National Veteran Suicide Task Force Modeled After Arizona Efforts
President Donald Trump announced an executive task force Tuesday that will address veteran suicide.
The national effort will help agencies share resources, and its program is modeled after one in Arizona.
On average, 20 veterans die by suicide each day. In 2010 the Arizona National Guard reported its highest rate of suicide ever but 36 months later, the number dropped to zero.
“It can be done,” said Thomas Winkel, with the Arizona Coalition for Military Families.
Winkel helped oversee a program that coordinated resources between agencies and nonprofits and said said the bureaucratic process wastes millions of dollars and makes resources difficult to access.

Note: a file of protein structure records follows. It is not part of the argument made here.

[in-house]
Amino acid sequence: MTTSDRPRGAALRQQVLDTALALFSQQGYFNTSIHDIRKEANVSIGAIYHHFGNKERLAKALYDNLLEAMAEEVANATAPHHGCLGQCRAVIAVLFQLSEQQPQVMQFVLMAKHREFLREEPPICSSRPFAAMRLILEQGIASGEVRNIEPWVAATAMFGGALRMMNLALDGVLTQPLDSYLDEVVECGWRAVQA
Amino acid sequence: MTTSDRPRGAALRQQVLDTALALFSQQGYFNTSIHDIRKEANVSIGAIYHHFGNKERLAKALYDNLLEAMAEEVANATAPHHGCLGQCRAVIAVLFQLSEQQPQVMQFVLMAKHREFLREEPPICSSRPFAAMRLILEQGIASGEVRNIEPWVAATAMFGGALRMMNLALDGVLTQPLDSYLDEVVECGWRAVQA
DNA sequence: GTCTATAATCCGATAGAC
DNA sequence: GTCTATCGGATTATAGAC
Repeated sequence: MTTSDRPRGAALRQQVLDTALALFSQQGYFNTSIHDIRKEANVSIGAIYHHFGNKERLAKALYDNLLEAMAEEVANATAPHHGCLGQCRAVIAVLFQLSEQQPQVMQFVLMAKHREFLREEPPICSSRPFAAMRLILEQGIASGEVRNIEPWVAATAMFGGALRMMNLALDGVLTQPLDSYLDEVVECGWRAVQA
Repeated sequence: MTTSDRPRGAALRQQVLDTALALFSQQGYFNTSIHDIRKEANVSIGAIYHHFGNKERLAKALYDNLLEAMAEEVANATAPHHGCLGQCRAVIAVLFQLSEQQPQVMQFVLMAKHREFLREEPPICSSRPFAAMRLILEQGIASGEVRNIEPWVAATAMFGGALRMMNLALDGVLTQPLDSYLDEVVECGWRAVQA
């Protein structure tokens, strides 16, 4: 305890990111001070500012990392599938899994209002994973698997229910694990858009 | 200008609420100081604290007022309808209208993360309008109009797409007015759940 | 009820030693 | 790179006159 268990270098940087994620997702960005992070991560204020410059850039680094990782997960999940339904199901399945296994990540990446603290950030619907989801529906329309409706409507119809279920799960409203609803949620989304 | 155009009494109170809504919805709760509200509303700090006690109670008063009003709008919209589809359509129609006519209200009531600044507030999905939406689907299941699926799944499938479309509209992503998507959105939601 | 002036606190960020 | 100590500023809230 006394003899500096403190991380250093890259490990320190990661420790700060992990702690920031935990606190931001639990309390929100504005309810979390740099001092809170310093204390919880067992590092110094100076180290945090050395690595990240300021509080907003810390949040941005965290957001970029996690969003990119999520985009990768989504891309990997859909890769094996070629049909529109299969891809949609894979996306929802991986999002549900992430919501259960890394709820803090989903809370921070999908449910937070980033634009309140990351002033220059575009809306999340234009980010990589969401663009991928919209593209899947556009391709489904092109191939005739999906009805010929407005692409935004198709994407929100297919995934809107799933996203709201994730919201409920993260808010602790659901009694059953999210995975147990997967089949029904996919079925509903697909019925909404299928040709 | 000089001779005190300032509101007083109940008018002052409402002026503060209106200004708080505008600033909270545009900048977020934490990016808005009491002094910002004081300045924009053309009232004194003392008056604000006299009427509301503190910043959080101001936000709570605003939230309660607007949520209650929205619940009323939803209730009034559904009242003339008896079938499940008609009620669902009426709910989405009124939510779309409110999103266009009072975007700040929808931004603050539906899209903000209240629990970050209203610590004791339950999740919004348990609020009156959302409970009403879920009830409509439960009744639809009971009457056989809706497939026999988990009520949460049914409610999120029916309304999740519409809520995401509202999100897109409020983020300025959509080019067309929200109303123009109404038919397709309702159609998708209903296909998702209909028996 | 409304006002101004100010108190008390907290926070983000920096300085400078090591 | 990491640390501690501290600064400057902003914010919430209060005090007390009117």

“There needs to be a sense of coordination and collaboration unlike what we have today and unlike what we’ve had in the past,” he said.
The Arizona veteran suicide helpline received over one thousand calls in January.
Colonel Wanda Wright, director of the Arizona Department of Veterans Services, said while that number is shocking, it's a good sign that veterans are reaching out for help.
“The need is there,” she said. “It shows that program is, I believe, successful in getting the right resources to the right people at the right time.”
About 70 percent of veterans who die by suicide had little or no contact with a federal program, according to the White House announcement.
There is still work to do in Arizona, as the Phoenix VA recently received one out of five stars in it’s end of fiscal year rating.